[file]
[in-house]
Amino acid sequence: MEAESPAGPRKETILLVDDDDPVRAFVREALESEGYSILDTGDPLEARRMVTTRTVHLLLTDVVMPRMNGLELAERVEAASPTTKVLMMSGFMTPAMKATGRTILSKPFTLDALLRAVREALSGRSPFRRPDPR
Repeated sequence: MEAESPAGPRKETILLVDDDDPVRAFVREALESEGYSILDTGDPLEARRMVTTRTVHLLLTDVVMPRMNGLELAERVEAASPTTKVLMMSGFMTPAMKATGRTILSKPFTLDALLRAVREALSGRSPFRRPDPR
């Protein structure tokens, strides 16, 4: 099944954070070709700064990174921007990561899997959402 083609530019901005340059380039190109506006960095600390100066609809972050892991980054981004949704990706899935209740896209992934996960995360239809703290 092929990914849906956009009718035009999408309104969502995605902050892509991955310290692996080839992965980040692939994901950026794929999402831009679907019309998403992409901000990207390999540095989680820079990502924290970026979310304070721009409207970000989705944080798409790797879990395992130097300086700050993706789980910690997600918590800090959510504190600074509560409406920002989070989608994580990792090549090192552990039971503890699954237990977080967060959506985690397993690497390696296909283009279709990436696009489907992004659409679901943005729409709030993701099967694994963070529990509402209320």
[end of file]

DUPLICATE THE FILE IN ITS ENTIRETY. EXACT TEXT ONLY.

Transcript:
[in-house]
Amino acid sequence: MEAESPAGPRKETILLVDDDDPVRAFVREALESEGYSILDTGDPLEARRMVTTRTVHLLLTDVVMPRMNGLELAERVEAASPTTKVLMMSGFMTPAMKATGRTILSKPFTLDALLRAVREALSGRSPFRRPDPR
Repeated sequence: MEAESPAGPRKETILLVDDDDPVRAFVREALESEGYSILDTGDPLEARRMVTTRTVHLLLTDVVMPRMNGLELAERVEAASPTTKVLMMSGFMTPAMKATGRTILSKPFTLDALLRAVREALSGRSPFRRPDPR
């Protein structure tokens, strides 16, 4: 099944954070070709700064990174921007990561899997959402 083609530019901005340059380039190109506006960095600390100066609809972050892991980054981004949704990706899935209740896209992934996960995360239809703290 092929990914849906956009009718035009999408309104969502995605902050892509991955310290692996080839992965980040692939994901950026794929999402831009679907019309998403992409901000990207390999540095989680820079990502924290970026979310304070721009409207970000989705944080798409790797879990395992130097300086700050993706789980910690997600918590800090959510504190600074509560409406920002989070989608994580990792090549090192552990039971503890699954237990977080967060959506985690397993690497390696296909283009279709990436696009489907992004659409679901943005729409709030993701099967694994963070529990509402209320």